Human carbon dioxide emissions could prevent next Ice Age

Posted Jan 9, 2012 by JohnThomas Didymus
A team of scientists say that high levels of carbon dioxide in the atmosphere could prevent the next Ice Age. The scientists say that even if carbon emissions stopped today, enough has accumulated in the atmosphere to prevent the next Ice Age glaciation.
Factory emissions 
Thorold  Ontario  Canada
Factory emissions, Thorold, Ontario, Canada
The Telegraph reports that according to the team of scientist, in a study published in Nature Geoscience, high levels of carbon dioxide in the atmosphere that has been source of concern among environmental scientists could prevent glaciation. The scientists said that at the next Ice Age, the climate will cool down, but not as severely it could have with normal carbon dioxide levels. According to scientists, the Earth will probably not experience glaciation.
The team included scientists from University College London, the University of Florida and Norway's Bergen University. BBC reported that paleoclimatologist Luke Skinner, from Cambridge University, said: "At current levels of CO2, even if emissions stopped now we'd probably have a long interglacial duration determined by whatever long-term processes could kick in and bring [atmospheric] CO2 down."
The current level of carbon dioxide in the atmosphere is 390 parts per million. The scientists say that carbon dioxide levels in the atmosphere will need to drop down to 240 parts per million for glaciation to take place.
Some groups, according to BBC, are citing the study as evidence that human carbon dioxide emission may be beneficial for humankind. The UK lobby group Global Warning Policy Foundation, refers to an essay by Sir Fred Hoyle and Chandra Wickramasinghe, that said: "The renewal of ice-age conditions would render a large fraction of the world's major food-growing areas inoperable, and so would inevitably lead to the extinction of most of the present human population. We must look to a sustained greenhouse effect to maintain the present advantageous world climate. This implies the ability to inject effective greenhouse gases into the atmosphere, the opposite of what environmentalists are erroneously advocating."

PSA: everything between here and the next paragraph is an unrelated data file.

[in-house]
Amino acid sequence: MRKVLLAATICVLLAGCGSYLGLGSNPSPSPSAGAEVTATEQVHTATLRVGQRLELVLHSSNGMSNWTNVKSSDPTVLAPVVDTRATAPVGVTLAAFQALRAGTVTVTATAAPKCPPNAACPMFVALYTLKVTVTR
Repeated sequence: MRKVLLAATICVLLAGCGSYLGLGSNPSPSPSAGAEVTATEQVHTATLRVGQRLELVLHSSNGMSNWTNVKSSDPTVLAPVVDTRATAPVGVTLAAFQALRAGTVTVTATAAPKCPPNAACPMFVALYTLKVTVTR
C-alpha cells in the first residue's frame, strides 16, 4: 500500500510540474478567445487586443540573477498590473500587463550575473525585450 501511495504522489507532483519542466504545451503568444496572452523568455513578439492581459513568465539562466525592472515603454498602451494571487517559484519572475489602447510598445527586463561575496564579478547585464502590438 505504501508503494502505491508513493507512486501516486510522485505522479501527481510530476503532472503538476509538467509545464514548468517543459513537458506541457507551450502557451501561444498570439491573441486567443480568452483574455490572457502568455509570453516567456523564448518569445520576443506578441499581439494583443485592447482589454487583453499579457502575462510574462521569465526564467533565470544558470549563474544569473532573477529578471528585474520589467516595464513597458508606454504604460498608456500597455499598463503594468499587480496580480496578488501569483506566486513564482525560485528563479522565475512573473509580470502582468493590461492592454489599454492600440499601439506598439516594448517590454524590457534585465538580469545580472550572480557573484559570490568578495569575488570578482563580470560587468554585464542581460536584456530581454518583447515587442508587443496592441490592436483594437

Skinner says that his team had anticipated that some would use the study to justify their support of sustained greenhouse gas emissions. Skinner said: "It's an interesting philosophical discussion. Would we better off in a warm [interglacial-type] world rather than a glaciation? Probably we would. But it's missing the point, because where we're going is not maintaining our currently warm climate but heating it much further, and adding CO2 to a warm climate is very different from adding it to a cold climate.The rate of change with CO2 is basically unprecedented, and there are huge consequences if we can't cope with that."
Glacial and Interglacial periods
Scientists believe that the Earth goes through periods of glaciation with warmer interglacial periods in-between. During the last Ice Age, large areas of Europe, Asia and North America were covered in ice.
The cause of the cycles of Ice Age glaciation and interglacial period are the variations in the Earth's orbit known as the Milankovitch cycles. The variations involve the eccentricity of the Earth's orbit around the Sun, the degree to which its axis is inclined and the slow rotation of the Earth's axis. The precise time when the next glacial era will set in is debated because the various factors involved are not precisely understood by scientists. But based on their analysis of orbital data and studies of rock core samples drilled in the ocean floor, Skinner's team identified an episode called Marine Isotope Stage 19c (or MIS19c), about 780,000 years ago, as most closely resembling our present state. The scientists calculated from their study data that the new Ice Age ought to begin within 1,500 years. But with high levels of carbon dioxide emission from human activity, the scientists believe that a new Ice Age may not begin.
BBC reports that Lawrence Mysak, emeritus professor of atmosphere and oceanic studies at McGill University in Montreal, said: "The key thing is they're looking about 800,000 years back, and that's twice the 400,000-year cycle, so they're looking at the right period in terms of what could happen in the absence of anthropogenic forces....the problem is how do we get down to 240, 250, or whatever it is? Absorption by the oceans takes thousands or tens of thousands of years - so I don't think it's realistic to think that we'll see the next glaciation on the [natural] timescale."